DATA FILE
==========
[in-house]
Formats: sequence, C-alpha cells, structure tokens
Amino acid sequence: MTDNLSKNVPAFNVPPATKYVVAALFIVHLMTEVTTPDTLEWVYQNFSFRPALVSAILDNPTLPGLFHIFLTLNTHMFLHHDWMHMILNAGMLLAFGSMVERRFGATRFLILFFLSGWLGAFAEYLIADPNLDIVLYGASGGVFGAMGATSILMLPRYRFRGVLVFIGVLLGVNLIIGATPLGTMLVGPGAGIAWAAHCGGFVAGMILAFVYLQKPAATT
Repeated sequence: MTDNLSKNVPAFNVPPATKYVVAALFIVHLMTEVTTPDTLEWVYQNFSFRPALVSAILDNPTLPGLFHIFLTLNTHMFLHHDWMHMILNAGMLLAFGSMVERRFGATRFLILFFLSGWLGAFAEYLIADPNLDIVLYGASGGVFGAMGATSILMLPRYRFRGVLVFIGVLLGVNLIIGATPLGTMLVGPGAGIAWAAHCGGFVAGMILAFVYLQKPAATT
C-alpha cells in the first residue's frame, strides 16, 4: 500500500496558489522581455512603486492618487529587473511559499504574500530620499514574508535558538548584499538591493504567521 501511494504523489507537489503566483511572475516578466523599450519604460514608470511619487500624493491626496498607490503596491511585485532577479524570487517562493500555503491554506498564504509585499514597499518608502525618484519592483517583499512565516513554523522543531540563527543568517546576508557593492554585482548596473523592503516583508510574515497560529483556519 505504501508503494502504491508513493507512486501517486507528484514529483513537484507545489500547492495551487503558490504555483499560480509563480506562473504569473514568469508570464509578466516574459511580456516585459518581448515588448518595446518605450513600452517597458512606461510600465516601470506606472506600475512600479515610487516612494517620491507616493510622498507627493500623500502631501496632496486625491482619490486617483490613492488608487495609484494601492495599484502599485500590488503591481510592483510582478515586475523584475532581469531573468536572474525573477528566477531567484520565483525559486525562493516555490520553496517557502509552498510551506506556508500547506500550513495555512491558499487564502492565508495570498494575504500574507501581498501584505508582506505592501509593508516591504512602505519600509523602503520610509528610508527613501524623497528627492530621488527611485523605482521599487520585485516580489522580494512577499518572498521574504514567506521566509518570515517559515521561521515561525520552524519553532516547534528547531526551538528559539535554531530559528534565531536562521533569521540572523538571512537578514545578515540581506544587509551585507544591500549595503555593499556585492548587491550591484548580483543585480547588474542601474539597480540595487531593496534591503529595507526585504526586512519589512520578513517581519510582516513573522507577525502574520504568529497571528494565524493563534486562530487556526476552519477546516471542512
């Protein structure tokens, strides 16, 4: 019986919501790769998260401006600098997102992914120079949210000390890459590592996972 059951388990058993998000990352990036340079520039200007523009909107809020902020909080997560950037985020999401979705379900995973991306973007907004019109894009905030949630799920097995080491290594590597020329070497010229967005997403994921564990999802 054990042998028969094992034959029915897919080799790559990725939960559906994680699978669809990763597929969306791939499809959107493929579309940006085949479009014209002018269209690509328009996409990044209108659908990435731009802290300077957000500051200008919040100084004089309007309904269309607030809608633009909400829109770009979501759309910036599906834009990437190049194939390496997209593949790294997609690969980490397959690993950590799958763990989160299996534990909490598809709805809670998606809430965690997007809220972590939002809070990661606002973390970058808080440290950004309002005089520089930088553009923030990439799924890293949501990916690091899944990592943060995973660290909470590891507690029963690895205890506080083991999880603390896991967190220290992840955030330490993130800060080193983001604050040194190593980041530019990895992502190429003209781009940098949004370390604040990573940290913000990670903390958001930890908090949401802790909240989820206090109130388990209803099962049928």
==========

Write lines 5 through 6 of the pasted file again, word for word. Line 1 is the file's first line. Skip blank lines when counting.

C-alpha cells in the first residue's frame, strides 16, 4: 500500500496558489522581455512603486492618487529587473511559499504574500530620499514574508535558538548584499538591493504567521 501511494504523489507537489503566483511572475516578466523599450519604460514608470511619487500624493491626496498607490503596491511585485532577479524570487517562493500555503491554506498564504509585499514597499518608502525618484519592483517583499512565516513554523522543531540563527543568517546576508557593492554585482548596473523592503516583508510574515497560529483556519 505504501508503494502504491508513493507512486501517486507528484514529483513537484507545489500547492495551487503558490504555483499560480509563480506562473504569473514568469508570464509578466516574459511580456516585459518581448515588448518595446518605450513600452517597458512606461510600465516601470506606472506600475512600479515610487516612494517620491507616493510622498507627493500623500502631501496632496486625491482619490486617483490613492488608487495609484494601492495599484502599485500590488503591481510592483510582478515586475523584475532581469531573468536572474525573477528566477531567484520565483525559486525562493516555490520553496517557502509552498510551506506556508500547506500550513495555512491558499487564502492565508495570498494575504500574507501581498501584505508582506505592501509593508516591504512602505519600509523602503520610509528610508527613501524623497528627492530621488527611485523605482521599487520585485516580489522580494512577499518572498521574504514567506521566509518570515517559515521561521515561525520552524519553532516547534528547531526551538528559539535554531530559528534565531536562521533569521540572523538571512537578514545578515540581506544587509551585507544591500549595503555593499556585492548587491550591484548580483543585480547588474542601474539597480540595487531593496534591503529595507526585504526586512519589512520578513517581519510582516513573522507577525502574520504568529497571528494565524493563534486562530487556526476552519477546516471542512
């Protein structure tokens, strides 16, 4: 019986919501790769998260401006600098997102992914120079949210000390890459590592996972 059951388990058993998000990352990036340079520039200007523009909107809020902020909080997560950037985020999401979705379900995973991306973007907004019109894009905030949630799920097995080491290594590597020329070497010229967005997403994921564990999802 054990042998028969094992034959029915897919080799790559990725939960559906994680699978669809990763597929969306791939499809959107493929579309940006085949479009014209002018269209690509328009996409990044209108659908990435731009802290300077957000500051200008919040100084004089309007309904269309607030809608633009909400829109770009979501759309910036599906834009990437190049194939390496997209593949790294997609690969980490397959690993950590799958763990989160299996534990909490598809709805809670998606809430965690997007809220972590939002809070990661606002973390970058808080440290950004309002005089520089930088553009923030990439799924890293949501990916690091899944990592943060995973660290909470590891507690029963690895205890506080083991999880603390896991967190220290992840955030330490993130800060080193983001604050040194190593980041530019990895992502190429003209781009940098949004370390604040990573940290913000990670903390958001930890908090949401802790909240989820206090109130388990209803099962049928």